Within the license agreement are multiple terms, but the most significant one here is the royalty rate. A royalty is a payment to an owner for the ongoing use of their asset or property, such as patents, copyrighted works, franchises, or natural resources. Royalties are often expressed as a percentage of the gross or net revenues obtained using the owner’s property, but they can be negotiated to meet the specific needs of an arrangement. In intellectual property licensing agreements these are often low single-digit percentage of net sales. A common royalty rate on a licensed university patent is two percent. Until there is revenue that can be directly attributed to the patent, there will be no return.

The average time to market for an experimental drug in the United States (bench to bedside) is currently 12 years. An average of 0.02 percent of drugs that enter pre-clinical testing progress are commercially approved. For a two percent royalty rate on a VERY successful product – say $10M/year in revenue – that makes it, a university can expect to make $200,000 in profit that year. Importantly, the university will typically recover past and ongoing patent costs from this before applying the remainder to the ownership structure described above. Universities typically retain the right to do a financial audit of their patent portfolios to confirm payments are being made by the licensing institution that will also be recovered before profits are distributed. Overhead costs are not generally capped. Once we remove expenses (there is no clear definition of what can constitute overhead or how much this should be… so let’s assume $50,000?), leaving $150,000, which is then distributed according to the ownership structure above. In our example, each inventor will receive $11,250, and the laboratory will receive $11,250. It’s not nothing… but it’s small for a best-case outcome. Importantly, this is not the only line item in a license agreement. There are also license/up-front fees (paid by the company to the university to acquire the license), milestone costs (paid by the company to the university whenever a milestone is reached – eg. receiving IND approval, dosing their second Phase I clinical patient, dosing their second Phase II clinical trial patient, reviewing BLA approval… etc), and curiously, equity ownership (ownership percentage stake the university takes in the company – for biotech start-ups spun out from universities this is typically five percent). These can be in the millions+ and are one-time payments that are not shared according to the ownership structure above.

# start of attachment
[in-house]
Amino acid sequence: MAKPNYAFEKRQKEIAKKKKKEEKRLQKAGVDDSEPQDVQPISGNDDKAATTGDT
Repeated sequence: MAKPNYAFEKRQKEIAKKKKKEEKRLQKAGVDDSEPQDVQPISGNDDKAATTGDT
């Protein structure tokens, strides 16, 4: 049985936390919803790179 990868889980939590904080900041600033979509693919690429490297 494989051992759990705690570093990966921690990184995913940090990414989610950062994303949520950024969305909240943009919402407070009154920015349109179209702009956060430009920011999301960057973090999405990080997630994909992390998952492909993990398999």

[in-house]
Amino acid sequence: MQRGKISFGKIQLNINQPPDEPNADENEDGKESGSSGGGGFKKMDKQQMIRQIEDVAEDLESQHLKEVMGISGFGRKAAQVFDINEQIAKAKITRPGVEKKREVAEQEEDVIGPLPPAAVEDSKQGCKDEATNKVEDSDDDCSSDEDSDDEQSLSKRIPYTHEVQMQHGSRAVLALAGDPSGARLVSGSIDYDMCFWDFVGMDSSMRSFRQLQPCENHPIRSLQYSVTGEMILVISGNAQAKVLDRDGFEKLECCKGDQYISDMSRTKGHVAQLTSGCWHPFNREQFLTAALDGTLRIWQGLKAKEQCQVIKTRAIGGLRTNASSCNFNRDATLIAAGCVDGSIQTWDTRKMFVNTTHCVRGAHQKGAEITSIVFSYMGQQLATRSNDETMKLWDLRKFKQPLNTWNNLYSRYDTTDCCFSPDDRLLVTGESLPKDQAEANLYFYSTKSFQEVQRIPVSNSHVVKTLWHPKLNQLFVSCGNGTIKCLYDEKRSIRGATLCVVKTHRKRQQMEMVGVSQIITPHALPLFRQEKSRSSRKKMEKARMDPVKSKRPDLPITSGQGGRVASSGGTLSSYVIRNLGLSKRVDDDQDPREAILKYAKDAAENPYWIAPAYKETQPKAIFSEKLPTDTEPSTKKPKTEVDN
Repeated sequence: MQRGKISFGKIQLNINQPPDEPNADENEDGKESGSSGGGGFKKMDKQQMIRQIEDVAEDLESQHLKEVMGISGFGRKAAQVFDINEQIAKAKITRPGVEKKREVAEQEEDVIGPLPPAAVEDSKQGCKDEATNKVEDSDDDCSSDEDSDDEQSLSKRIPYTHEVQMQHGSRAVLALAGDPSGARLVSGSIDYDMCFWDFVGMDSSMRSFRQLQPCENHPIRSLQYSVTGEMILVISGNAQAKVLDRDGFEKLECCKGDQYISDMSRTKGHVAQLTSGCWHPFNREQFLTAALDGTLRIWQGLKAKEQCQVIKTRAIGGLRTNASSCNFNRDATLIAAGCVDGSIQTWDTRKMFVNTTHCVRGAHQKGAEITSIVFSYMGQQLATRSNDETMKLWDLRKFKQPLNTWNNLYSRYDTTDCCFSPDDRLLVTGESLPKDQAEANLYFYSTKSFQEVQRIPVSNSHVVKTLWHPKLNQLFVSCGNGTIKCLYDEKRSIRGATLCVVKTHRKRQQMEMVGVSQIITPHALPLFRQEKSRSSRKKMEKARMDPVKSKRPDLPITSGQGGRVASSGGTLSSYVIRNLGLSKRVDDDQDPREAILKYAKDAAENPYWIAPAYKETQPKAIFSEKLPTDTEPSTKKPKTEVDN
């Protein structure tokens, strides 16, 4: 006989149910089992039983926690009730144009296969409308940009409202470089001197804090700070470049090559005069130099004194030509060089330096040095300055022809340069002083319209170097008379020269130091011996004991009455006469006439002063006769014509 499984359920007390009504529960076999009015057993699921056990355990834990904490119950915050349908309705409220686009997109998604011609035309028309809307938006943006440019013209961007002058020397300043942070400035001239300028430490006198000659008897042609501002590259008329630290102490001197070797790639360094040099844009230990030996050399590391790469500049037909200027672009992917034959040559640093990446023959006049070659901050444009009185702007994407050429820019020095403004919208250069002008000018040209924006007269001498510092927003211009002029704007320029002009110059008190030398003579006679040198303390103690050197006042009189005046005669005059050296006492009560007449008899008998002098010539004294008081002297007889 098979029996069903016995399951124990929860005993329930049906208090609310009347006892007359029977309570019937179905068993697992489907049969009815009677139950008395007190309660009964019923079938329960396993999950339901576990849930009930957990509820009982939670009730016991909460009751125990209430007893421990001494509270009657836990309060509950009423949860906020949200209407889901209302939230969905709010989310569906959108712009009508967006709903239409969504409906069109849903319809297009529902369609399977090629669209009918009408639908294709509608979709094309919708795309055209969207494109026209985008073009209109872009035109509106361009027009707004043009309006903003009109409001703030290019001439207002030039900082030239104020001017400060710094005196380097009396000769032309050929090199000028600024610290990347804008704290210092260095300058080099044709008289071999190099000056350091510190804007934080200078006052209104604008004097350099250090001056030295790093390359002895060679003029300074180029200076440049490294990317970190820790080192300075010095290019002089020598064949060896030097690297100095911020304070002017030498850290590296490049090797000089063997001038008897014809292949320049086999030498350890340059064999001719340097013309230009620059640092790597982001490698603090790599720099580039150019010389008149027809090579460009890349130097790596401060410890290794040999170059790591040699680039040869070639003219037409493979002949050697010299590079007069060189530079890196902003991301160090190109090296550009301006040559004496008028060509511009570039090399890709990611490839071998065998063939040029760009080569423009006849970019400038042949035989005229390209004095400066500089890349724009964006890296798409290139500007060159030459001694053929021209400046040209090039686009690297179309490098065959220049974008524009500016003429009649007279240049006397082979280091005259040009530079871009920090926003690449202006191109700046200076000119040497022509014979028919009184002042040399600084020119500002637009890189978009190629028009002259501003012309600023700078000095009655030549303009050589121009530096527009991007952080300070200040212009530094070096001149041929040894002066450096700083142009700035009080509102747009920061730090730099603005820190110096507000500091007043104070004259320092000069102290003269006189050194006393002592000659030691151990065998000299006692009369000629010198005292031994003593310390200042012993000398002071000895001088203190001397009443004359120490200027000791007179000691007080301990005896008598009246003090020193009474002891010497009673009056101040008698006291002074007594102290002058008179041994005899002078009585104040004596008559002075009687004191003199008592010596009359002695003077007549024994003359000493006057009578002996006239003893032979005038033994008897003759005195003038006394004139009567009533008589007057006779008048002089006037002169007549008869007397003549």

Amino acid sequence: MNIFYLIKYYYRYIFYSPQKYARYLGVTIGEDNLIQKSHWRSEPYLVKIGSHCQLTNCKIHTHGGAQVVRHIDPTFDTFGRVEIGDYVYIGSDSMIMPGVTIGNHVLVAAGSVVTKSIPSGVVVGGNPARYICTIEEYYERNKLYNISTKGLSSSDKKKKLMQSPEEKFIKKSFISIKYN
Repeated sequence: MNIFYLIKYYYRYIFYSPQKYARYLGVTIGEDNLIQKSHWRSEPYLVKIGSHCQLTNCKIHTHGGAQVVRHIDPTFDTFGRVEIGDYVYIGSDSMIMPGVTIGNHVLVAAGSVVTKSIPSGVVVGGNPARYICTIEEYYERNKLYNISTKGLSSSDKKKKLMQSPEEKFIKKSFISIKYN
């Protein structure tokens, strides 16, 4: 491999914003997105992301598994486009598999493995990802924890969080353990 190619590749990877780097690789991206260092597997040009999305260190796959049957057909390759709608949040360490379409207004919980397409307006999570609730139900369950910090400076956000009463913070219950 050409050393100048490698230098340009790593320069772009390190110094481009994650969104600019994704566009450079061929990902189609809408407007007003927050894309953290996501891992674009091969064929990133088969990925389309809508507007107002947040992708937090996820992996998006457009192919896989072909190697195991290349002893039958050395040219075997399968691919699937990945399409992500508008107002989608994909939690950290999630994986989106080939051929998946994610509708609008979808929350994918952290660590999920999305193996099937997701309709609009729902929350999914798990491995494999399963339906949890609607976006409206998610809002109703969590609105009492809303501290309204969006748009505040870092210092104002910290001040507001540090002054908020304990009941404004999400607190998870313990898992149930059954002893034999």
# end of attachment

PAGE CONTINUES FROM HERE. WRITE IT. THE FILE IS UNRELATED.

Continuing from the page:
Conversely, a principal investigator or inventor losing their 7.5 percent share of their invention is a very small price to pay for the higher equity stake, higher salary, higher research budget, and bonus pay that they will receive by founding a company directly or joining the licensing company as a senior employee. We can do better. While we can debate the specifics, which will vary broadly between institutions, the take home is that IF universities are interested in incentivizing translational research and advancing intellectual property, the economics for scientists needs to change. At the end of the day, it’s the scientists that drive discovery.

Jonathan Thon
Jonathan Thon is a serial entrepreneur and founding CEO of STRM.BIO. Before STRM.BIO Dr. Thon founded Stellular Bio where he served as CEO and chief scientific officer. Before Stellular Bio, Dr. Thon was an assistant professor at Harvard Medical School.